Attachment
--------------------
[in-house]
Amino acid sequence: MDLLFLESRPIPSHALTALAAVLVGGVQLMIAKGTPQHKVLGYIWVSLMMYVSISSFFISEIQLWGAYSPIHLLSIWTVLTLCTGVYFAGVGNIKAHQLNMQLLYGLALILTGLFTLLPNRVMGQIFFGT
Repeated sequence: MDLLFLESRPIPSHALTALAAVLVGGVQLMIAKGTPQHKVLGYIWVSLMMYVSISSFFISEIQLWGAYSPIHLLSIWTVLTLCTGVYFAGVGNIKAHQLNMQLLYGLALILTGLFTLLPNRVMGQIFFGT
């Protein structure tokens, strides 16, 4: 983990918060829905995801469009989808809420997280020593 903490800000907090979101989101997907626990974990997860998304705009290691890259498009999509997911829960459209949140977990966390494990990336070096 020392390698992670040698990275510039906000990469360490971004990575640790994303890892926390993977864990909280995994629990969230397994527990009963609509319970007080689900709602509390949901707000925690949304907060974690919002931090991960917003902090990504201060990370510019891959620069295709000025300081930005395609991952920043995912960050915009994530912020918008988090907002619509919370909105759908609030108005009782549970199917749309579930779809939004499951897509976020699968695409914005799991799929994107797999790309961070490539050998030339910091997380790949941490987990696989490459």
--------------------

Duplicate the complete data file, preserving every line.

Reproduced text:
[in-house]
Amino acid sequence: MDLLFLESRPIPSHALTALAAVLVGGVQLMIAKGTPQHKVLGYIWVSLMMYVSISSFFISEIQLWGAYSPIHLLSIWTVLTLCTGVYFAGVGNIKAHQLNMQLLYGLALILTGLFTLLPNRVMGQIFFGT
Repeated sequence: MDLLFLESRPIPSHALTALAAVLVGGVQLMIAKGTPQHKVLGYIWVSLMMYVSISSFFISEIQLWGAYSPIHLLSIWTVLTLCTGVYFAGVGNIKAHQLNMQLLYGLALILTGLFTLLPNRVMGQIFFGT
């Protein structure tokens, strides 16, 4: 983990918060829905995801469009989808809420997280020593 903490800000907090979101989101997907626990974990997860998304705009290691890259498009999509997911829960459209949140977990966390494990990336070096 020392390698992670040698990275510039906000990469360490971004990575640790994303890892926390993977864990909280995994629990969230397994527990009963609509319970007080689900709602509390949901707000925690949304907060974690919002931090991960917003902090990504201060990370510019891959620069295709000025300081930005395609991952920043995912960050915009994530912020918008988090907002619509919370909105759908609030108005009782549970199917749309579930779809939004499951897509976020699968695409914005799991799929994107797999790309961070490539050998030339910091997380790949941490987990696989490459």